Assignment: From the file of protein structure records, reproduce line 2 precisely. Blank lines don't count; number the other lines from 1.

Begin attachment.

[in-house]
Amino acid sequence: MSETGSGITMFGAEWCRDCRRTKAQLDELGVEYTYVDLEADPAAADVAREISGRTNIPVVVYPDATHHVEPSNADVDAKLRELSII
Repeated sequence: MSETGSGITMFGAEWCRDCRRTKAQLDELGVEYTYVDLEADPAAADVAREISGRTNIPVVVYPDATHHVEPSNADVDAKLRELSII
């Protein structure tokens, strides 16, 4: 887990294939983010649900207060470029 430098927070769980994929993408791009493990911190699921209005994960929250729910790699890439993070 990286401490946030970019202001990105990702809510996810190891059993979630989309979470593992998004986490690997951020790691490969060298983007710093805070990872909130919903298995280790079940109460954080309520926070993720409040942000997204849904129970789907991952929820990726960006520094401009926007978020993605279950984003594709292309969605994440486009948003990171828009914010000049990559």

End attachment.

Amino acid sequence: MSETGSGITMFGAEWCRDCRRTKAQLDELGVEYTYVDLEADPAAADVAREISGRTNIPVVVYPDATHHVEPSNADVDAKLRELSII